Having made its US debut in summer stock in 1978, Shear Madness has since been staged all over the world: Athens, Seoul, Istanbul, Rome, Budapest, Mexico City, Johannesburg, Buenos Aires, Madrid, Barcelona, Paris, Tel Aviv – the list just goes on and on. The play’s Boston Company is now the longest running non-musical play in American theatre history; the Washington, DC production at the Kennedy Center is in second place; and the Chicago production comes in third. How’s that for a theatrical trifecta?
Moreover, the Boston Globe has named Shear Madness “Best Comedy of the Year” seven times; both the Chicago Sun-Times and the Philadelphia Enquirer have named it “Best Play of the Year”; it has received the Raven Award from the Mystery Writers of America; and it was the first play ever to have been inducted into the Comedy Hall of Fame. Without question, this play is in a class of its own.
Sue and I finally got to see it with our 12 year old granddaughter, Naomi, last Saturday evening at the Kennedy Center during our brief sojourn in our nation’s capital. Hundreds of other teens and pre-teens from all over the country were in attendance at the same performance and it was readily apparent that they absolutely loved the show. Naomi agreed with them: she proclaimed that the play was the high point of our four day trip to Washington, DC. But Sue and me, not so much.
Based on a German murder mystery originally titled Scherenschnitt by Paul Portner, Shear Madness is an interactive, improvisational, slapstick whodunit set in a unisex beauty parlor/barber shop. The shop’s proprietor, Tony Whitcomb (Tom Wahl), is an irrepressible, fun-loving, flamboyant homosexual who is assisted in running his establishment by Barbara DeMarco (Gillian Shelly), the shop’s slutty hairdresser/manicurist. The shop’s customers are Mrs. Shubert (Maureen Kerrigan), a philandering socialite; Eddie Lawrence (Nick DePinto), a suave and somewhat mysterious individual professing to be an antique dealer; and Nick O’Brien (Patrick Noonan) and Mikey Thomas (Jonathan Lee Taylor), two undercover cops. All are constantly in motion, in and out of the shop, in one door and out another, when it is discovered that Isabel Czerny, a retired concert pianist and the building’s landlady (who we never do get to see), has been murdered.
It is quickly established that the murder must have been committed by Tony, Barbara, Eddie or Mrs. Shubert and it is up to Nick and Mikey (with the audience’s help) to determine who the guilty party is.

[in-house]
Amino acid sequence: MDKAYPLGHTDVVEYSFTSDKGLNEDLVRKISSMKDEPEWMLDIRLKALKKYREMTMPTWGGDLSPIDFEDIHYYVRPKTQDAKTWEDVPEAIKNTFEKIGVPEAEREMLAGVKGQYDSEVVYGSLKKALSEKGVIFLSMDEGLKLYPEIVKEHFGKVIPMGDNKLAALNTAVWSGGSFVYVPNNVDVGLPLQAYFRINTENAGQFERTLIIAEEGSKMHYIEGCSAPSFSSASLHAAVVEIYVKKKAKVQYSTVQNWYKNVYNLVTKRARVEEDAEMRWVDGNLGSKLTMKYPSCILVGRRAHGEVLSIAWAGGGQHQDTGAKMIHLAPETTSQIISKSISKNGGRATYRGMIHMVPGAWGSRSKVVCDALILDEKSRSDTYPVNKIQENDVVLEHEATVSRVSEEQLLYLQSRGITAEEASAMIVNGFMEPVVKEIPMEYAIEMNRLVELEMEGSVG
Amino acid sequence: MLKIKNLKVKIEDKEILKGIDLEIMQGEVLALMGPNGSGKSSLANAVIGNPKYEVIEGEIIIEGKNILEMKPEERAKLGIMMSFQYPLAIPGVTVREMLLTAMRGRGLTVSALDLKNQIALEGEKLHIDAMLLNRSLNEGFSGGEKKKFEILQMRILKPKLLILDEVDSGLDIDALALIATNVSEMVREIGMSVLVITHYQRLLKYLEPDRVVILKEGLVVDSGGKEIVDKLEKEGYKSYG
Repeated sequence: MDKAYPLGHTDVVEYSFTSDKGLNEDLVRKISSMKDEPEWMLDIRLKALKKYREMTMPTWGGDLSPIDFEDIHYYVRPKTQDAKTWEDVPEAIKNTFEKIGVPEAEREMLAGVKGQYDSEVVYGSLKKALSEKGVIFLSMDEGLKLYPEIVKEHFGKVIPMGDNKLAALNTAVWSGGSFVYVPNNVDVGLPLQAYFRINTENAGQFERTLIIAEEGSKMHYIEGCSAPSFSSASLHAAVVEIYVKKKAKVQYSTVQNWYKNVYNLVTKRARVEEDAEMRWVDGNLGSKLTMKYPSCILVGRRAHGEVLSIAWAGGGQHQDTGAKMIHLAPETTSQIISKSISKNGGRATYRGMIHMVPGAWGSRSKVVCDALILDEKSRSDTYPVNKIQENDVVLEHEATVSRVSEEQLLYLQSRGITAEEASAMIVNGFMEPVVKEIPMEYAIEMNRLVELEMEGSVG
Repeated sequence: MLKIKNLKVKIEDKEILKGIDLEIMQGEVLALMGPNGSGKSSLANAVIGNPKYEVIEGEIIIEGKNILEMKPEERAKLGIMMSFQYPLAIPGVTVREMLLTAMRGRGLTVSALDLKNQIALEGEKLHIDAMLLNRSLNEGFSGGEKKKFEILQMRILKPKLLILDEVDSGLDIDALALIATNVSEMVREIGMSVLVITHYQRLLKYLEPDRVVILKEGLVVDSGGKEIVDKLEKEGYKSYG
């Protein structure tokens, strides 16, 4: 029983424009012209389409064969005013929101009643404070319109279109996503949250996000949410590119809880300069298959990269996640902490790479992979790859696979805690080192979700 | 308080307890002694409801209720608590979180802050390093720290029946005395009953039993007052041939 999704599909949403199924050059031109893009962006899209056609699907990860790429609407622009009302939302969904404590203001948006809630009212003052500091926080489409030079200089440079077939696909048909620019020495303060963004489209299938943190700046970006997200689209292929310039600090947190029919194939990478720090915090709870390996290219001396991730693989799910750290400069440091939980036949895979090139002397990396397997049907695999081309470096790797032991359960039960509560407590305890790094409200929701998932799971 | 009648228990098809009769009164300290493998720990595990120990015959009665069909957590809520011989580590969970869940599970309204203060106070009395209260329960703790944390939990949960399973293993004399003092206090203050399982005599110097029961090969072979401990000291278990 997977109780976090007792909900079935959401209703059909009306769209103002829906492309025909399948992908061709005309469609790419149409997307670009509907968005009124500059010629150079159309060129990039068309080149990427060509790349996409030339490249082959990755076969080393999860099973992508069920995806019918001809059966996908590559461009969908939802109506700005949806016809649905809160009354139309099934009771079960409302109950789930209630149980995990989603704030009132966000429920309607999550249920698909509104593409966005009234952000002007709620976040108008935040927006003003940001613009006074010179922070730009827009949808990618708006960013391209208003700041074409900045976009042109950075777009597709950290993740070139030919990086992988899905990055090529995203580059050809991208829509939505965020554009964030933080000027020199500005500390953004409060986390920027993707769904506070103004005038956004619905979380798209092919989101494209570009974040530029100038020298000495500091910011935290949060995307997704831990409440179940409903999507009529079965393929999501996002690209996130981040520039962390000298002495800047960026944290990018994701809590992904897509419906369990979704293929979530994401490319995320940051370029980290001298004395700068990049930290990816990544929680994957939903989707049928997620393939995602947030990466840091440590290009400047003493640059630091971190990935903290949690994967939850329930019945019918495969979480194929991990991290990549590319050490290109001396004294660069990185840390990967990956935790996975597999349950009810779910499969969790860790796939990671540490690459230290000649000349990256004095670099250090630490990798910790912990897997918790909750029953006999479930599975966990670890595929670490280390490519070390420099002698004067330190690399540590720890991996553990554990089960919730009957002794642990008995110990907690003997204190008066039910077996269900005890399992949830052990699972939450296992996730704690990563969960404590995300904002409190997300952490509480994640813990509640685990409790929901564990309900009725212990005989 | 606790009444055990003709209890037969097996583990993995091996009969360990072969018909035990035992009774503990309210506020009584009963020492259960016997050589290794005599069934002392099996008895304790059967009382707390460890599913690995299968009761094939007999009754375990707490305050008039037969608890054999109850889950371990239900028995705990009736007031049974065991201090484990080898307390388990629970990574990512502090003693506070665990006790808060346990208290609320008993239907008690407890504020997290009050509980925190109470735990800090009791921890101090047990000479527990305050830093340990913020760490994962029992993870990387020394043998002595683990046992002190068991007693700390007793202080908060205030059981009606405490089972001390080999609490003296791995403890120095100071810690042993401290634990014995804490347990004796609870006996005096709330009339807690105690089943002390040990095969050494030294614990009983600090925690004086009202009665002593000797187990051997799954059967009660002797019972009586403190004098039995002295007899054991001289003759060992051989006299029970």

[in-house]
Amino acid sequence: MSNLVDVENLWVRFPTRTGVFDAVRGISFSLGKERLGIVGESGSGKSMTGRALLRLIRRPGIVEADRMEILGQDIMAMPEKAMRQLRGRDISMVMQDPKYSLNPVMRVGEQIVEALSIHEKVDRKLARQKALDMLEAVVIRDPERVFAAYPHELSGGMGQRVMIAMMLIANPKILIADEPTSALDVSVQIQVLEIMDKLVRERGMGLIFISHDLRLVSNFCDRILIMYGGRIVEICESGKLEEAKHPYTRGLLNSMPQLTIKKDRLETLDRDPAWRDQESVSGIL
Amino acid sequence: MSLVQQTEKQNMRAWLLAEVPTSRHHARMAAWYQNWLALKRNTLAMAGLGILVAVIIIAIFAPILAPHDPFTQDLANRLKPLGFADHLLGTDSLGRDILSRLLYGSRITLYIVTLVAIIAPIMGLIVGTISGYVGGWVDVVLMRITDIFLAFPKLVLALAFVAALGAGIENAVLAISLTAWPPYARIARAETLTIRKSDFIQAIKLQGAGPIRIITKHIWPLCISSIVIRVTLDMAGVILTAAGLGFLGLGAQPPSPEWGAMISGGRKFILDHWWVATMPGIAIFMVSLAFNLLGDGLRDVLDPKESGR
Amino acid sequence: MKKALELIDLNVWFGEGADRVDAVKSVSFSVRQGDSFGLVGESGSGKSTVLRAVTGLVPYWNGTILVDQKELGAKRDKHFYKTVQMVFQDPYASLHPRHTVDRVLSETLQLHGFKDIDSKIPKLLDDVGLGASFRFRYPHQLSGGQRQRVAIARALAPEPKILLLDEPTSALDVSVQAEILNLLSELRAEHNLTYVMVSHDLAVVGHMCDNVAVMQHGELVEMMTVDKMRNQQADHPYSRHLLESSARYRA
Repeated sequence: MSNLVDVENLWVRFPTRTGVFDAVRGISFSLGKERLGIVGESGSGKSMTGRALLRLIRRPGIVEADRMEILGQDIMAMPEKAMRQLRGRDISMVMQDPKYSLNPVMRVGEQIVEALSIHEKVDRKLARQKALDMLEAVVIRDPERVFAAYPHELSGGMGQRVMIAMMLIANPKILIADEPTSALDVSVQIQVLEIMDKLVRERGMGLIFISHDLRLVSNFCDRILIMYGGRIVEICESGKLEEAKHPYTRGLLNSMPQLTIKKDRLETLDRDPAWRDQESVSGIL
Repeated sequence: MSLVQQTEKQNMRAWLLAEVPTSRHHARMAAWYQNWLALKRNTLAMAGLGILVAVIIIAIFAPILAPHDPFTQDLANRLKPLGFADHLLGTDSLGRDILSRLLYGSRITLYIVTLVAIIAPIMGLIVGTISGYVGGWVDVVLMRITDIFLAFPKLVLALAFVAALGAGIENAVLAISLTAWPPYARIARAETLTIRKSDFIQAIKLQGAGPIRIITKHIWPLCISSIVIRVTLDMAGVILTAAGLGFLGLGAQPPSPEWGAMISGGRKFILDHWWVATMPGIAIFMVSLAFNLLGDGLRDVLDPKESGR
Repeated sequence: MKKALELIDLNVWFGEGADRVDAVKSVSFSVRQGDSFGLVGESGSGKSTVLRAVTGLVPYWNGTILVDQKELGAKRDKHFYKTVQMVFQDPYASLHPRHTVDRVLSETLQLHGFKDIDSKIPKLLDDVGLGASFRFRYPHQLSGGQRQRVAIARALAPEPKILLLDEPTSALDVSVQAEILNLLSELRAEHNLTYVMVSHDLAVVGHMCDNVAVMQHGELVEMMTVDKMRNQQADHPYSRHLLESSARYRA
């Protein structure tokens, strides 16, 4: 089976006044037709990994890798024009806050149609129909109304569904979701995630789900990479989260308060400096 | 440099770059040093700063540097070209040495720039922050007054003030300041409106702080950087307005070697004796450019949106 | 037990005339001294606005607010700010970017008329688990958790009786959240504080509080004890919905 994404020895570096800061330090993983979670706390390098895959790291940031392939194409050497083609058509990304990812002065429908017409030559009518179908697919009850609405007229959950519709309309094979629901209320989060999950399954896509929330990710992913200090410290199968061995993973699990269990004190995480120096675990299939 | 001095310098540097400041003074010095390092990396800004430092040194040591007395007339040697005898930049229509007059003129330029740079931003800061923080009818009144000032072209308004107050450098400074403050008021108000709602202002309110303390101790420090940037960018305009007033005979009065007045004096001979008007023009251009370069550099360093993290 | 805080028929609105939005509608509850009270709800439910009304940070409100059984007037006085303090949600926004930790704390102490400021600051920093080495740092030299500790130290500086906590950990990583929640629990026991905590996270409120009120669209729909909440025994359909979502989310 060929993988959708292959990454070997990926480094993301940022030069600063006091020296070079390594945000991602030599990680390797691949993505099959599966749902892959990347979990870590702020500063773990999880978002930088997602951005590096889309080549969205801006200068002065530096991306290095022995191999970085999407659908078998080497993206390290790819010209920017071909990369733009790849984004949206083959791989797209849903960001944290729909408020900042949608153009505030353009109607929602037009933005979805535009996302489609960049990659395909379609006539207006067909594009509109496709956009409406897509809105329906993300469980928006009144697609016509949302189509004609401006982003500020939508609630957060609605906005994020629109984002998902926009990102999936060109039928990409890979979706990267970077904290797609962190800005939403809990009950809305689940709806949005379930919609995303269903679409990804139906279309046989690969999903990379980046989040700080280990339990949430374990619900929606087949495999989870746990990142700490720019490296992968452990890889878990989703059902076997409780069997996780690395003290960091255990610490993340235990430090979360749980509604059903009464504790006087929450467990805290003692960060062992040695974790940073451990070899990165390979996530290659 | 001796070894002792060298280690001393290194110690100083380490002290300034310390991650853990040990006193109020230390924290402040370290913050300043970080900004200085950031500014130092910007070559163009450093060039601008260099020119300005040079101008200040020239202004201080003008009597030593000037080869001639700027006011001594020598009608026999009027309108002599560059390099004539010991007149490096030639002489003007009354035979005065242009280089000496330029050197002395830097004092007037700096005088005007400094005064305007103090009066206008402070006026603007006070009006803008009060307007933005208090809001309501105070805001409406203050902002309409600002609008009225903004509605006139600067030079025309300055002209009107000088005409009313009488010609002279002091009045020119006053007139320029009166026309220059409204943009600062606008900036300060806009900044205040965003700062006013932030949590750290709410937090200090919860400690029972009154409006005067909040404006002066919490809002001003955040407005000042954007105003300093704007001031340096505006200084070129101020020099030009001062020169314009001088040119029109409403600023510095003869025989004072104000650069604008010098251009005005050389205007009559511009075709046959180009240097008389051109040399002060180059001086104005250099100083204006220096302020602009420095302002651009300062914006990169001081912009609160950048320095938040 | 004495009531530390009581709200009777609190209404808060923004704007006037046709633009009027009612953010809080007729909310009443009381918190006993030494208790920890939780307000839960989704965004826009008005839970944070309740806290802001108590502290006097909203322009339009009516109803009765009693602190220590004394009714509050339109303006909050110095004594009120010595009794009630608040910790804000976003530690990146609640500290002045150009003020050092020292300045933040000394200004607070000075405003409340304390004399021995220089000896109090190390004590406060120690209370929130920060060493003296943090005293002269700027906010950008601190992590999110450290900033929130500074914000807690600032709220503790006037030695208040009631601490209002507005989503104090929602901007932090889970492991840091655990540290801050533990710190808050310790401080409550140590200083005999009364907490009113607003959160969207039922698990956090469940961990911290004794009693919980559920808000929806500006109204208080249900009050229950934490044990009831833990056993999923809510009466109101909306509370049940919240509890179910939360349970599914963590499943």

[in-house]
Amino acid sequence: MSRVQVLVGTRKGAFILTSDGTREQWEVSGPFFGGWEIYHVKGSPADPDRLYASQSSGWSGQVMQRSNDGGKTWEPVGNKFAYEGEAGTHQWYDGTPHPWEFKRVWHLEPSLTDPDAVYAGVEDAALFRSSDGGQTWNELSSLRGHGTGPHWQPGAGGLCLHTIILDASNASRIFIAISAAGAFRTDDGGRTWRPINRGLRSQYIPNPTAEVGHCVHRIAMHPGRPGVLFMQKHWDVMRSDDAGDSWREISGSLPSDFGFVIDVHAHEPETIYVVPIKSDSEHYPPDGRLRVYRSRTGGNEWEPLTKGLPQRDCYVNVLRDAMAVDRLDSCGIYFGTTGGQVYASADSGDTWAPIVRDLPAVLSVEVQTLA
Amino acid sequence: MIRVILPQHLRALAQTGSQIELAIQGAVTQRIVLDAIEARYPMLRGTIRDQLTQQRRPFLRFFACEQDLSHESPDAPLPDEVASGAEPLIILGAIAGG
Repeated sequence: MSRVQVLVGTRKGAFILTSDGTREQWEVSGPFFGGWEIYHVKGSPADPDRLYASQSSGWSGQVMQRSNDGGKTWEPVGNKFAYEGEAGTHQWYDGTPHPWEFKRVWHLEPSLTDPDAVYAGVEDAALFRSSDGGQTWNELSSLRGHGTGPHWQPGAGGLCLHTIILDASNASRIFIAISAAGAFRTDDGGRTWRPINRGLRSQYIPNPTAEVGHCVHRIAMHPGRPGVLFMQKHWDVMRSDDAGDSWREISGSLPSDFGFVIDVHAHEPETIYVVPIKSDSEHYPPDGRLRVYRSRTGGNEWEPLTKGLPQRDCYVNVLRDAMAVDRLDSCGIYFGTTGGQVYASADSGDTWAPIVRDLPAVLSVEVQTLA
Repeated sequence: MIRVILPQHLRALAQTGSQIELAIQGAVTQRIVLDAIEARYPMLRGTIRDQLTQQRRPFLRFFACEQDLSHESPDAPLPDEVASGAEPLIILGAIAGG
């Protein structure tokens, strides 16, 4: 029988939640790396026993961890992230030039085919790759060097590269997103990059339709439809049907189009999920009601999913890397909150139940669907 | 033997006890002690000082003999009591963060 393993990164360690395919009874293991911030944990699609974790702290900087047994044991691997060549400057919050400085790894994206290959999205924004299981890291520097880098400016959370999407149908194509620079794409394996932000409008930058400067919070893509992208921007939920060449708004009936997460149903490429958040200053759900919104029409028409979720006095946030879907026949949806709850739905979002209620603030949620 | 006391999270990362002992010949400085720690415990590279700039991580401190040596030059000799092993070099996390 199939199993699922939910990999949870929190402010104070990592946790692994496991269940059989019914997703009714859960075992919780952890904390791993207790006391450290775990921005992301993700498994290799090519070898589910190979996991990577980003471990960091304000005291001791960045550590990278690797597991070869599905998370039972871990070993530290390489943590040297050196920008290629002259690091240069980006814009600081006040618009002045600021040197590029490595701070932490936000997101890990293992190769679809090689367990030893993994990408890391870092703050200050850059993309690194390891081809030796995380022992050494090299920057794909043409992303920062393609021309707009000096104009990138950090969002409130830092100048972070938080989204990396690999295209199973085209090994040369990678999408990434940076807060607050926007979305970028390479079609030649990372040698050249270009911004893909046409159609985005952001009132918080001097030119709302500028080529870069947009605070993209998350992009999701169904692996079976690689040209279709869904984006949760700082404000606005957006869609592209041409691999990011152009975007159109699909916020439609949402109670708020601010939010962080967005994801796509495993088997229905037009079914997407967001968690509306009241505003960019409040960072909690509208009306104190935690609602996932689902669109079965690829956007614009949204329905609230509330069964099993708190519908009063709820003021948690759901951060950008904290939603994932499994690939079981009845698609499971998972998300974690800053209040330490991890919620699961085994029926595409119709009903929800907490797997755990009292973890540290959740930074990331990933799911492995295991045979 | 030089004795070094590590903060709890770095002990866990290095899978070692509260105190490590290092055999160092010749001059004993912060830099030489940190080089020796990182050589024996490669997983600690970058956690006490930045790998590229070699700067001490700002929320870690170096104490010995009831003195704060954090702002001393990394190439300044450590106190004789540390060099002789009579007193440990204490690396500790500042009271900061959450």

To that end, Nick and Mikey question all four suspects, soliciting the audience’s assistance along the way to determine the extent to which each suspect’s responses are or are not consistent with the events that the audience saw transpire on stage. The entire structure provides the cast with a wonderful opportunity to improvise, peppering their remarks with allusions to current events, and they take every advantage of it.
Ultimately, the audience is asked to vote on who they believe to be the murderer and – surprise! – whoever a plurality of the audience comes up with turns out to be guilty (alternative endings for the play having been written to allow for all contingencies; the same conceit, by the way, was utilized in Roundabout Theatre’s Broadway production of The Mystery of Edwin Drood that we attended and reviewed earlier this year). As it turned out, on the evening we saw Shear Madness, Eddie was the murderer but at any other given performance, the murderer might have been any one of the other three suspects (which partially explains why some theatre-goers choose to see this show more than once).
In my opinion, this is a terrific show for teens and ‘tweens: it is slapstick, burlesque, raucous, pun-filled, and a bit smarmy. But for adults with somewhat more sophisticated tastes in theatrical comedy, I think the show may prove to be something of a disappointment, especially given all the hoopla surrounding it.
As an example, here’s how Tony Whitcomb described what happened when he feared that his pet cats, Hillary and Bill, might be trapped in a fire:
I told Hillary to run but she said “Not until 2016.” And Bill just kept chasing his tail as usual.
Or, to take another example, when Nick O’Brien was preparing to question Eddie Lawrence, their exchange went like this:
Nick: Anything you say will be held against you.